A Costly Silent Killer

Worldwide they take the lives of over 36 million people annually, roughly equal to the populations of California. They cripple the economic potential of countries around the world. They silently and slowly erode the overall health and quality of life of hundreds of millions of people every day and will account for 73 percent of all deaths globally by 2020.

While this might sound like the plot of a science fiction novel, the reality is that non-communicable diseases (NCDs), such as cancer, diabetes, respiratory and cardiovascular diseases are devastating the lives of people, are crippling healthcare systems, and are having a destructive effect on the economies of many countries around the world.

Human cost and economic loss

More than 90 percent of premature deaths due to NCDs occur in low and middle income countries. Furthermore, NCDs are the six leading causes of death globally, and account for up to 70 percent of deaths among people 65 years and older.

The well-respected medical journal, The Lancet, elaborated on the problem in their November 2010 issue, stating that: "Non-communicable diseases have been a silent killer for too long. They are a major cause of poverty, a barrier to economic development, and a serious threat to achievement of the Millennium Development Goals."

Even the United States is far from immune. NCDs account for nearly 90 percent of all deaths, and around 75 percent of U.S. healthcare spending -- costing around 1 trillion dollars per year. With a bill of $125 billion for cancer treatments, and over $174 billion for the treatment of and economic loss due to diabetes, it is clear to see why these issues are rising up on the agenda.

Remember Audrey Hepburn

Improving nutrition is actually the most fundamental, impactful and cost-effective way to prevent NCDs. The top six diseases, which account for 70 percent of global deaths, are in fact modifiable by nutrition. Epidemiological studies have shown that the right nutrition -- especially during the critical development stage from conception to two years of age -- is an indispensable factor in the prevention of NCDs.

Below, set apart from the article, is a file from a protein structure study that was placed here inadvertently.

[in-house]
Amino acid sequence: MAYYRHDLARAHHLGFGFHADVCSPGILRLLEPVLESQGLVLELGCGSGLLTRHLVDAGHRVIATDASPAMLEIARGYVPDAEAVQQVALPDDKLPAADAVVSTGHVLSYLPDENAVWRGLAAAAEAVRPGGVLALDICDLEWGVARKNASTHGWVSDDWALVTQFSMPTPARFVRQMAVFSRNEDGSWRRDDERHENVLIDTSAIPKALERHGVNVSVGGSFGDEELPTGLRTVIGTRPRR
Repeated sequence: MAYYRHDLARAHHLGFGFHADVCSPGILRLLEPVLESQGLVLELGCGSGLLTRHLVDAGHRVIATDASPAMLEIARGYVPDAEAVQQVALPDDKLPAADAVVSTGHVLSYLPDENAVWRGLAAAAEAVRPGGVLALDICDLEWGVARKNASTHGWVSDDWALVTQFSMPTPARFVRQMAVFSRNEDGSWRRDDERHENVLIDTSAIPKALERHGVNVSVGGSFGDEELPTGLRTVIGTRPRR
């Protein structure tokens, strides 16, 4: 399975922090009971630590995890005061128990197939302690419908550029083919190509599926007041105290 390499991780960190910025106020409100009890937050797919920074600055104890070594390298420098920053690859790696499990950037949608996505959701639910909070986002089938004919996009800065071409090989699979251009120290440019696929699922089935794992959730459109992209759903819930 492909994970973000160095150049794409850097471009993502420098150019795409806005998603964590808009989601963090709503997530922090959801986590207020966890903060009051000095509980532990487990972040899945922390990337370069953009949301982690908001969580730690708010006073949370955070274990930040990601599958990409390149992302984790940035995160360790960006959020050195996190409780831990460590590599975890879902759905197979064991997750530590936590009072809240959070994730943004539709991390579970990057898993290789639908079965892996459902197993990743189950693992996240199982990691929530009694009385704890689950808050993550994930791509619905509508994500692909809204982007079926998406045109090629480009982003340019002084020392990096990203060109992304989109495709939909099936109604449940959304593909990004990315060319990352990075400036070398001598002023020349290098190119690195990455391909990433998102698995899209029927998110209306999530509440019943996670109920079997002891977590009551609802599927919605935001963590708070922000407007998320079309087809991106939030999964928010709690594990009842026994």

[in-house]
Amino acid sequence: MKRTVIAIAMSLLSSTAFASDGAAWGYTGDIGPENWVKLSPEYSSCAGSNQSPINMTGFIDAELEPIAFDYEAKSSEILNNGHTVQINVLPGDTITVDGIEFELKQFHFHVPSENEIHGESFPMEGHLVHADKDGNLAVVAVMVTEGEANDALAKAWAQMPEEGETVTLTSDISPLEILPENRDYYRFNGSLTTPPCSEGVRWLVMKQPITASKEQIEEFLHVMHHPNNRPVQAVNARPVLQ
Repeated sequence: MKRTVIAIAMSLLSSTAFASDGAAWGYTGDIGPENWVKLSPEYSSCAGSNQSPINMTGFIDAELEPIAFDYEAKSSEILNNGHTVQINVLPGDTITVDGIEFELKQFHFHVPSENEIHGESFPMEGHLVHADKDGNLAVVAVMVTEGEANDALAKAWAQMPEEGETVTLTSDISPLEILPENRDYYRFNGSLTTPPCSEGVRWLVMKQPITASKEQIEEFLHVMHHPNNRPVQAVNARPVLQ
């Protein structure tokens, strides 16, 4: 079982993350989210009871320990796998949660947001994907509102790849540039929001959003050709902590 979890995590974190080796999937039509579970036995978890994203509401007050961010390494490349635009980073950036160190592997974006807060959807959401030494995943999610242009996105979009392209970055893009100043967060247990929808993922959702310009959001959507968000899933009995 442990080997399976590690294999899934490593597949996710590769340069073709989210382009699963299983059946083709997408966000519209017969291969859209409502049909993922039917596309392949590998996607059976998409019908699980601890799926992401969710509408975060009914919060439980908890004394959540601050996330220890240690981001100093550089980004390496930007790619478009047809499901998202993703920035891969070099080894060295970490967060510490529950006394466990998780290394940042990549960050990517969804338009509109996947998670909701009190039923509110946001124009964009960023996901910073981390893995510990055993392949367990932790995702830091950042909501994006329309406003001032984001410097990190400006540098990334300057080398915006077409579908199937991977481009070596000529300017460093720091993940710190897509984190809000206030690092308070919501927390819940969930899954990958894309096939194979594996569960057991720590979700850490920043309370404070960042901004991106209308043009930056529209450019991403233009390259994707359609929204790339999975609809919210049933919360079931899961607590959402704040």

According to research by Professor David Barker of the University of Southampton, without adequate nutrition, developing babies are likely to suffer from 'hidden hunger' at this very early stage, with a lack of the requisite vitamins, lipids and minerals for healthy development leading to them being born underweight. Known as the 'Barker Theory', his study suggests that underweight infants and those who are stunted in early childhood have a heightened disease risk, such as cardiovascular disease and diabetes.

New research by Dr. Nessa Carey of Imperial College, London, suggests that the iconic actress Audrey Hepburn, who died prematurely at age 63, likely suffered a lifetime of poor health due to starvation and poor nutrition as a teenager in the Netherlands during World War II. Her slight figure was not the result of some diet trend, but a legacy of jaundice, anemia, respiratory problems and chronic blood disorders born out of this desperate time in her life.

In fact, nutrition is a critical disease prevention tool throughout our entire lives. At present, an estimated two billion people around the world -- in rich countries like the United States and poor countries throughout Africa and Asia -- suffer from hidden hunger, which leaves them vulnerable to both infectious and non-infectious diseases and lowers their overall economic potential.

This is truly a global problem -- though it may seem most apparent in the developing world, but even in the U.S., research shows that without enrichment, fortification or supplementation, many Americans do not reach their micro-nutrient intakes according to recommendations.

What to do

Living in a globalized world, we all recognize our global responsibilities, as governments, NGOs, corporations and individuals. Given the scale of the world's problems, however, it is easy to feel overwhelmed, with a sinking feeling that your contribution, whatever it is, cannot make a difference.

But there are reasons to be optimistic. I am particularly excited about a new campaign where all actors can be involved and, by pooling our resources, can make a difference in the lives of millions of people around the world. This ambitious project is called Future Fortified, and was recently launched at the Clinton Global Initiative's annual meeting in New York.

The campaign will first focus on addressing the horrific famine gripping the Horn of Africa by helping to fill the severe food and nutrition gap. As a kick-off commitment, DSM, in partnership with GAIN and Herbalife will be donating 20 million MixMe micronutrient powder sachets, which will provide essential vitamins and minerals for mothers in Ethiopia and Kenya to improve their children's diets by adding vital micronutrients to meals prepared at home. The campaign will eventually expand to include other countries in Africa and Asia.

Individuals can take part in the Future Fortified campaign by hosting fundraisers and engaging with their representatives to increase America's involvement in this important initiative. As a corporate citizen, my company is providing our science, expertise, and our tailor-made solutions to tackle hidden hunger in the developing world. We strongly believe in working in partnership to tackle these issues.

And by all of us doing what we can, collectively we can really make a difference.

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